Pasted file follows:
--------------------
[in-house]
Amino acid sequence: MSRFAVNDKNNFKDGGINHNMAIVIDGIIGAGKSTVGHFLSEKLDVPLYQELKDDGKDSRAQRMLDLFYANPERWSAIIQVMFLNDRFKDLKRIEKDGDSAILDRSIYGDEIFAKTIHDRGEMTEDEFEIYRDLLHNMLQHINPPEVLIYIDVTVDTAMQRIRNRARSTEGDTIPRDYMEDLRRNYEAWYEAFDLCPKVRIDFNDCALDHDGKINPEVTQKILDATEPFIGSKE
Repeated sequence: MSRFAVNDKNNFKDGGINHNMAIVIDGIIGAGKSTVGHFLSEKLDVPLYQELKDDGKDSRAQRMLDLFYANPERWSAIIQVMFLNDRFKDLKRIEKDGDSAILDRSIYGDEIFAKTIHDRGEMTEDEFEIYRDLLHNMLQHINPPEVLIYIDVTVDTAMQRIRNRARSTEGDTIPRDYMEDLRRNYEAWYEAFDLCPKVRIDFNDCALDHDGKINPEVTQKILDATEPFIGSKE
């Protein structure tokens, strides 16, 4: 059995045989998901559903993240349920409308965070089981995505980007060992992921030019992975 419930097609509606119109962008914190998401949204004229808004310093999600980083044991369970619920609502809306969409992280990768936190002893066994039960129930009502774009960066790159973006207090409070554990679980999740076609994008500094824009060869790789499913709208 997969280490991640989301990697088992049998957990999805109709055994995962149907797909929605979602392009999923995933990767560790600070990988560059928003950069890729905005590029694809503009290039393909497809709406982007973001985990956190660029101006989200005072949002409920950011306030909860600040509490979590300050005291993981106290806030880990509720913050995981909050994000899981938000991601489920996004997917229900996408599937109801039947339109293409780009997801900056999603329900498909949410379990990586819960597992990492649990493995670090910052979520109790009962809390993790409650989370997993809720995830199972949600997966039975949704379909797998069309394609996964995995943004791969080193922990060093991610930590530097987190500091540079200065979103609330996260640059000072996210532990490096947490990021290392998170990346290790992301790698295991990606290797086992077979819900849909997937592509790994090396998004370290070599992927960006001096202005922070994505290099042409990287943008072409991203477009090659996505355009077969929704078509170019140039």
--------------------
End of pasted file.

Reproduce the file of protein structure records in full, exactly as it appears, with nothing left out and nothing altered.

[in-house]
Amino acid sequence: MSRFAVNDKNNFKDGGINHNMAIVIDGIIGAGKSTVGHFLSEKLDVPLYQELKDDGKDSRAQRMLDLFYANPERWSAIIQVMFLNDRFKDLKRIEKDGDSAILDRSIYGDEIFAKTIHDRGEMTEDEFEIYRDLLHNMLQHINPPEVLIYIDVTVDTAMQRIRNRARSTEGDTIPRDYMEDLRRNYEAWYEAFDLCPKVRIDFNDCALDHDGKINPEVTQKILDATEPFIGSKE
Repeated sequence: MSRFAVNDKNNFKDGGINHNMAIVIDGIIGAGKSTVGHFLSEKLDVPLYQELKDDGKDSRAQRMLDLFYANPERWSAIIQVMFLNDRFKDLKRIEKDGDSAILDRSIYGDEIFAKTIHDRGEMTEDEFEIYRDLLHNMLQHINPPEVLIYIDVTVDTAMQRIRNRARSTEGDTIPRDYMEDLRRNYEAWYEAFDLCPKVRIDFNDCALDHDGKINPEVTQKILDATEPFIGSKE
């Protein structure tokens, strides 16, 4: 059995045989998901559903993240349920409308965070089981995505980007060992992921030019992975 419930097609509606119109962008914190998401949204004229808004310093999600980083044991369970619920609502809306969409992280990768936190002893066994039960129930009502774009960066790159973006207090409070554990679980999740076609994008500094824009060869790789499913709208 997969280490991640989301990697088992049998957990999805109709055994995962149907797909929605979602392009999923995933990767560790600070990988560059928003950069890729905005590029694809503009290039393909497809709406982007973001985990956190660029101006989200005072949002409920950011306030909860600040509490979590300050005291993981106290806030880990509720913050995981909050994000899981938000991601489920996004997917229900996408599937109801039947339109293409780009997801900056999603329900498909949410379990990586819960597992990492649990493995670090910052979520109790009962809390993790409650989370997993809720995830199972949600997966039975949704379909797998069309394609996964995995943004791969080193922990060093991610930590530097987190500091540079200065979103609330996260640059000072996210532990490096947490990021290392998170990346290790992301790698295991990606290797086992077979819900849909997937592509790994090396998004370290070599992927960006001096202005922070994505290099042409990287943008072409991203477009090659996505355009077969929704078509170019140039």